On your day to day travels about town, have you ever had an epiphanic moment – an instant when you’ve seen something as you’ve never seen it before? Bryan Appleyard writes about this in his book, The Brain is Wider than the Sky. He talks of the concept of ‘vuja de’ – when we notice something we may have seen or known, yet feel we are encountering for the first time. We gain a new perspective, a sudden flash of inspiration.
I had one of those moments the other day, when I parked my car in a narrow side street in Southwark. Ever since building started on The Shard, I’ve been taking regular photographs of its progress, from various vantage points – but mainly from Southwark Street, alongside Borough Market.
Then I saw The Shard as if for the first time, rising above a large rusting iron gate, which was completely covered in coloured ribbons, silk flowers, cuddly toys, beads and gaudily printed notes.
A bronze plaque reads:
In medieval times this was an unconsecrated graveyard for prostitutes or ‘Winchester Geese’ By the 18th century it had become a paupers’ burial ground, which closed in 1853. Here, local people have created a memorial shrine. The Outcast Dead R.I.P
A quick search on the web showed that this is the site of the Cross Bones Graveyard. ‘Winchester Geese’ were prostitutes licensed by the Bishop of Winchester to ply their trade in Southwark’s Liberty of the Clink. And the 18th century paupers’ burial ground was known as The Mint, a notorious slum and thieves’ quarter.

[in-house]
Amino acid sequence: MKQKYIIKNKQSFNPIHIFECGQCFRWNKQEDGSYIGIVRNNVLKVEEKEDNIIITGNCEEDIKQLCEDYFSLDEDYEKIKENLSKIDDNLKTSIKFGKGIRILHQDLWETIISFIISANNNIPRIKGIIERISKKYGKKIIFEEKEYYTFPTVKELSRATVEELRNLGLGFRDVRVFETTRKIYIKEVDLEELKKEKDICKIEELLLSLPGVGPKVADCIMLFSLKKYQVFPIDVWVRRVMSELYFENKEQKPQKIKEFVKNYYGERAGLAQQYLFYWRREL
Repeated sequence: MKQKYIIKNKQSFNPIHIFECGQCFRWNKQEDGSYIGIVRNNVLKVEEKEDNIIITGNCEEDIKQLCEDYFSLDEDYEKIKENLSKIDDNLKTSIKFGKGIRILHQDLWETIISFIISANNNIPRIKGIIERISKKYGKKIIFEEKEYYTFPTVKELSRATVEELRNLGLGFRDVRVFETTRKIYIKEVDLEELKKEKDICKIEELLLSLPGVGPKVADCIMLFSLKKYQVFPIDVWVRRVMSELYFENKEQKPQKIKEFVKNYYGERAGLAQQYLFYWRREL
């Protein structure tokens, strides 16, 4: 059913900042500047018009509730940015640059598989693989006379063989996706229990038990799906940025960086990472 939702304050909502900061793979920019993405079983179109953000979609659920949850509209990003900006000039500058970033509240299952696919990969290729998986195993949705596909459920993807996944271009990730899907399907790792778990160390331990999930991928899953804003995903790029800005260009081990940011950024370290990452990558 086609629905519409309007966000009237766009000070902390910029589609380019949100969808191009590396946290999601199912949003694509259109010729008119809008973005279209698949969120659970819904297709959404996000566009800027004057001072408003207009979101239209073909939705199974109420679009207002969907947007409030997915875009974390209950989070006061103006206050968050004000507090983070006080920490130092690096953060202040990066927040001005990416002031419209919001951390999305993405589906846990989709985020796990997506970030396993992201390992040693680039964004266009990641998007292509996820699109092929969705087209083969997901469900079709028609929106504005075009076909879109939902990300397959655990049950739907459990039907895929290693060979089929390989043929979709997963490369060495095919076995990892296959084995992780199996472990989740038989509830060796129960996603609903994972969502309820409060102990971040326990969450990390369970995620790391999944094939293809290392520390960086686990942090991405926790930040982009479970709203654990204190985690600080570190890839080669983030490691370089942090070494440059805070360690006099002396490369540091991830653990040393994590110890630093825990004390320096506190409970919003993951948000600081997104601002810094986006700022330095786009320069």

London Underground dug up part of the site during the Jubilee Line Extension in the 1990s, removing some 148 skeletons. Then in 1996, a self-proclaimed urban shaman called John Crow began “channelling the spirit of The Goose at Cross Bones.” This was documented in a book, The Southwark Mysteries, penned by Crow’s alter-ego, John Constable. The shrine was established in 1998, when Southwark Mysteries staged the first Halloween of Cross Bones, a ritual honouring the outcast dead. The ribbons bear the names of people buried on the site.
The Friends of the Cross Bones have worked to influence the site owners, Transport for London (TfL), to rededicate part of the site as a garden of remembrance. Southwark Council funded the bronze plaque and ivy planters and pledged £100,000 from its Community Project bank towards a future garden. The northern part of the site is being used as a Thameslink works site and temporary car-park, fenced off from the old graveyard site to the south, which is already a wild garden.
However, the Cross Bones website explains that Drivers Jonas Deloitte, acting on behalf of TfL, are currently marketing the entire site as ‘Landmark Court’ for potential development from 2012. It adds that Cross Bones is estimated by the Museum of London to contain up to 15,000 burials, more than half of them children. And says, “we ask that any future developments should protect the graveyard area as a public park – the Cross Bones Garden of Remembrance – and maintain the gates in Redcross Way, which were long ago transformed into a people’s shrine.”
The Shard’s website bears the strapline ‘inspiring change.’ It’s as if the monumental landmark has become a 21st century Skylon – a futuristic, Utopian symbol – a gigantic boost to Britain’s skyline in a time of austerity. Seeing the jumble of kitsch offerings on Cross Bones memorial gate, in the shadow of the towering metal and glass spike (that, to many, signifies progress), made me reflect on the important things at ground level. Things we would be ill-advised to overlook at any time: Our history, our heritage, and above all our fellow human beings.